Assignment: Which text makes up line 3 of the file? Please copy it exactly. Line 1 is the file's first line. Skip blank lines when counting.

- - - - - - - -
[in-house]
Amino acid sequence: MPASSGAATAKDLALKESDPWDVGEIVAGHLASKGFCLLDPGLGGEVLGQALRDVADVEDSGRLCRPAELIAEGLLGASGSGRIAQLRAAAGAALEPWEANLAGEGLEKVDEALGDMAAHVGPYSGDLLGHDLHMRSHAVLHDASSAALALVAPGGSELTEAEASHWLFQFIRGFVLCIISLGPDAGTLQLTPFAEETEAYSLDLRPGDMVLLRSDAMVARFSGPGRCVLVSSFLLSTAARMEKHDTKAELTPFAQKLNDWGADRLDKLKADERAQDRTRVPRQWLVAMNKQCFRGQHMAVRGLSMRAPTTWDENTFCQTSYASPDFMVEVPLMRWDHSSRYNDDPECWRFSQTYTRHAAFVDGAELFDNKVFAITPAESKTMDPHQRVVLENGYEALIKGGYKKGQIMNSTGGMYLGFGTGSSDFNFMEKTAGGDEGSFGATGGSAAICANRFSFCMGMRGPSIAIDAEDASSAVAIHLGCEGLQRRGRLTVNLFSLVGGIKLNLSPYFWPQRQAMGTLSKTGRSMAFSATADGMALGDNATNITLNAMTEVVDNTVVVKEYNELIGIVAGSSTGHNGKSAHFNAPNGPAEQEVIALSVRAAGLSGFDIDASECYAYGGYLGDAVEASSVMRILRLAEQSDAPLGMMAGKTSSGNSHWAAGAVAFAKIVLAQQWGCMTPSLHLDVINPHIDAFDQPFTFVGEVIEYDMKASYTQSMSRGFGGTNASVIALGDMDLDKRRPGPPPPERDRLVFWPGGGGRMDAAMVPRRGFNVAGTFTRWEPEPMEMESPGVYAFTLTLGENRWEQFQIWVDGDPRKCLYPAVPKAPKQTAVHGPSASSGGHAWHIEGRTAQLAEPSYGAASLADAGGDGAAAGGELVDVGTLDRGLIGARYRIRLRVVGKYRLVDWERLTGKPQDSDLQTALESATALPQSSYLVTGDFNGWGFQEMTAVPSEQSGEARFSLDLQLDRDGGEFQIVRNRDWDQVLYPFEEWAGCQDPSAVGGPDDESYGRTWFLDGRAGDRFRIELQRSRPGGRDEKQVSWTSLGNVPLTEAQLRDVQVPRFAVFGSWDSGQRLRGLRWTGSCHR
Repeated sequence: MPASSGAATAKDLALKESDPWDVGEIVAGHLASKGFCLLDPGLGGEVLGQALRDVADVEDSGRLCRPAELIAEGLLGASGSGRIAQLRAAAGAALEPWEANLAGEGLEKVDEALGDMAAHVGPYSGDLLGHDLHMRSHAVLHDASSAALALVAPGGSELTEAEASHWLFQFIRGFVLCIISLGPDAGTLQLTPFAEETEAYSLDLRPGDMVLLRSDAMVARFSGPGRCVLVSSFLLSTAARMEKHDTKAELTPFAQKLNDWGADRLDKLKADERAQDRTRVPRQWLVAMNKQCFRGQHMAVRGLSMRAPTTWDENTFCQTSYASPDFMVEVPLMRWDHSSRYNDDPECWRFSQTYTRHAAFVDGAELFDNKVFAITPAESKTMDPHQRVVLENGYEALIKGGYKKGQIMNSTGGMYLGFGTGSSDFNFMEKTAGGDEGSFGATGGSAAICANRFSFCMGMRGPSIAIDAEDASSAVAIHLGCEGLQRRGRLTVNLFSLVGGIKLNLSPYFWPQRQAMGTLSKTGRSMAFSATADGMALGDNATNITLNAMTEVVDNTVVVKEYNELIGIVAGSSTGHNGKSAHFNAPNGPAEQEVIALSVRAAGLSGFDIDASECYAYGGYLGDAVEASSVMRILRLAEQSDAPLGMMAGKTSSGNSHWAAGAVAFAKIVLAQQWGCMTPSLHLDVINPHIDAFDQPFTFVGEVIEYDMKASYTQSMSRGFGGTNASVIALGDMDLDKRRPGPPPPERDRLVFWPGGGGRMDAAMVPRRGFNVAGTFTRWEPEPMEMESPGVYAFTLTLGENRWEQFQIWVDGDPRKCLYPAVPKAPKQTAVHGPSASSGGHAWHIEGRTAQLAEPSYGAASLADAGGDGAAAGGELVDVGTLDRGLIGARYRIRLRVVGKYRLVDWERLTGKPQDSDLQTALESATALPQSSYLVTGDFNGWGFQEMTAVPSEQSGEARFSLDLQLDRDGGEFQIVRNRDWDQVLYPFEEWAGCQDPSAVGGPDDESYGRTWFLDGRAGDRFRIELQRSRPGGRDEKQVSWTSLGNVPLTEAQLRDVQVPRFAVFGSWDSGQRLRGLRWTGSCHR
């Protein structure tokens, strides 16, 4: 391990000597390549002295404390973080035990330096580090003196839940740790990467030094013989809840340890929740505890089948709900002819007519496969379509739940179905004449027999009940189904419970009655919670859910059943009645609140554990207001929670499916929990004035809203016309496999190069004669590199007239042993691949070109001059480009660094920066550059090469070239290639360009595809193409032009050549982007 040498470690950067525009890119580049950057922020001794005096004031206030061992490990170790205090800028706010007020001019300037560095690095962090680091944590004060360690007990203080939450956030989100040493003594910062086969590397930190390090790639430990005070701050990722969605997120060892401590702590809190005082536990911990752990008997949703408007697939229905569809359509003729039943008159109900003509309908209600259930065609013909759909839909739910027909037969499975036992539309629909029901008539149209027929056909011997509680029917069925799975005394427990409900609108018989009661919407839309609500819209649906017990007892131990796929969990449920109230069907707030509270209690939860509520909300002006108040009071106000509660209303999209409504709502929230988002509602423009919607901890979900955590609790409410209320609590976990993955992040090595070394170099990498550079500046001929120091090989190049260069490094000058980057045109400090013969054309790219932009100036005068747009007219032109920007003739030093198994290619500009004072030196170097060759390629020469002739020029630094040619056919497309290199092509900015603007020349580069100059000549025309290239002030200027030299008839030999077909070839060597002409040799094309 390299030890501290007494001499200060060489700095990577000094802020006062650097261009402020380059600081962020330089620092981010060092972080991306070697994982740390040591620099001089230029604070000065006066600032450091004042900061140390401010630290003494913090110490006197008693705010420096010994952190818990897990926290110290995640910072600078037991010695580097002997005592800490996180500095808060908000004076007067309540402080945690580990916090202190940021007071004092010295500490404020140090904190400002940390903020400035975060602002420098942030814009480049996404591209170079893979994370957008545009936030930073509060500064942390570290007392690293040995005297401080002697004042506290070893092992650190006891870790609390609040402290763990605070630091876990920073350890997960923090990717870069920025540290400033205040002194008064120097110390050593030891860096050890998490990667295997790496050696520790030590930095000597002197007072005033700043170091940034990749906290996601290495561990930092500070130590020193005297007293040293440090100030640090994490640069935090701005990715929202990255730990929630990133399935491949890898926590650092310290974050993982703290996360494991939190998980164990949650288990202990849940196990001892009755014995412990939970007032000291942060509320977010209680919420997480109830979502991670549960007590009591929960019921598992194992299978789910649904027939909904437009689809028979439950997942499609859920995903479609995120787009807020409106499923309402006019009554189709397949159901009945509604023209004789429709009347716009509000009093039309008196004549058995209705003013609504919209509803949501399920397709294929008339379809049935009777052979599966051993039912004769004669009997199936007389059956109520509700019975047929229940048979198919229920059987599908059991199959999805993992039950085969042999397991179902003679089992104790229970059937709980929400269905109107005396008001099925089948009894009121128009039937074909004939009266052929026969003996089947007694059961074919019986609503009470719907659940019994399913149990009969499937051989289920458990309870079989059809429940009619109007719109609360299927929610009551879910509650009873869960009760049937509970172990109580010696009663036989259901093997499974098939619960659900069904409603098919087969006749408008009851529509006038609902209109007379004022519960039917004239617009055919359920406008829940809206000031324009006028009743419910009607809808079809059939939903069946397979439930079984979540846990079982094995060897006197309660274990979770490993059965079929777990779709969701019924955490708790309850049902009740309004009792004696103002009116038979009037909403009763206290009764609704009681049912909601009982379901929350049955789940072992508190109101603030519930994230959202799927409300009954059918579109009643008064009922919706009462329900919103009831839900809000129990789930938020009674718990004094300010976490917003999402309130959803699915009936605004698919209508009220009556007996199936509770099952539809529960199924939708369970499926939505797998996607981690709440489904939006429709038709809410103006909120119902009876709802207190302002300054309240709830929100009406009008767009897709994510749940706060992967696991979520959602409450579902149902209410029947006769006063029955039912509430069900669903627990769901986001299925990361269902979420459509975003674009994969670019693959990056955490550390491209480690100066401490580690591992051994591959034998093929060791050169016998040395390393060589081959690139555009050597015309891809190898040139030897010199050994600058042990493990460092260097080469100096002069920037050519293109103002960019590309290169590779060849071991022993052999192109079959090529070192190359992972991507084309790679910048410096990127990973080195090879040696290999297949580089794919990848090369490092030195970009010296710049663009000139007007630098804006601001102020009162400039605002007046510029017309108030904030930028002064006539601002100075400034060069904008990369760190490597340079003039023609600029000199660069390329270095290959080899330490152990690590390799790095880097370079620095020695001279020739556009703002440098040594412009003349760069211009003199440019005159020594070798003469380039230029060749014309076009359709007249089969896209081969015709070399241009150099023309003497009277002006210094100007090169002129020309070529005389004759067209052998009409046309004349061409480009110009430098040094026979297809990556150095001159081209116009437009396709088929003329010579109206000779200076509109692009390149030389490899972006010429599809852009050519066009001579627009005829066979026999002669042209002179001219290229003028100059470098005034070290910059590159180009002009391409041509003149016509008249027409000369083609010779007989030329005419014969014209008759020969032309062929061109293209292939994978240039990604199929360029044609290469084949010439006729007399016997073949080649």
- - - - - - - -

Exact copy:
Repeated sequence: MPASSGAATAKDLALKESDPWDVGEIVAGHLASKGFCLLDPGLGGEVLGQALRDVADVEDSGRLCRPAELIAEGLLGASGSGRIAQLRAAAGAALEPWEANLAGEGLEKVDEALGDMAAHVGPYSGDLLGHDLHMRSHAVLHDASSAALALVAPGGSELTEAEASHWLFQFIRGFVLCIISLGPDAGTLQLTPFAEETEAYSLDLRPGDMVLLRSDAMVARFSGPGRCVLVSSFLLSTAARMEKHDTKAELTPFAQKLNDWGADRLDKLKADERAQDRTRVPRQWLVAMNKQCFRGQHMAVRGLSMRAPTTWDENTFCQTSYASPDFMVEVPLMRWDHSSRYNDDPECWRFSQTYTRHAAFVDGAELFDNKVFAITPAESKTMDPHQRVVLENGYEALIKGGYKKGQIMNSTGGMYLGFGTGSSDFNFMEKTAGGDEGSFGATGGSAAICANRFSFCMGMRGPSIAIDAEDASSAVAIHLGCEGLQRRGRLTVNLFSLVGGIKLNLSPYFWPQRQAMGTLSKTGRSMAFSATADGMALGDNATNITLNAMTEVVDNTVVVKEYNELIGIVAGSSTGHNGKSAHFNAPNGPAEQEVIALSVRAAGLSGFDIDASECYAYGGYLGDAVEASSVMRILRLAEQSDAPLGMMAGKTSSGNSHWAAGAVAFAKIVLAQQWGCMTPSLHLDVINPHIDAFDQPFTFVGEVIEYDMKASYTQSMSRGFGGTNASVIALGDMDLDKRRPGPPPPERDRLVFWPGGGGRMDAAMVPRRGFNVAGTFTRWEPEPMEMESPGVYAFTLTLGENRWEQFQIWVDGDPRKCLYPAVPKAPKQTAVHGPSASSGGHAWHIEGRTAQLAEPSYGAASLADAGGDGAAAGGELVDVGTLDRGLIGARYRIRLRVVGKYRLVDWERLTGKPQDSDLQTALESATALPQSSYLVTGDFNGWGFQEMTAVPSEQSGEARFSLDLQLDRDGGEFQIVRNRDWDQVLYPFEEWAGCQDPSAVGGPDDESYGRTWFLDGRAGDRFRIELQRSRPGGRDEKQVSWTSLGNVPLTEAQLRDVQVPRFAVFGSWDSGQRLRGLRWTGSCHR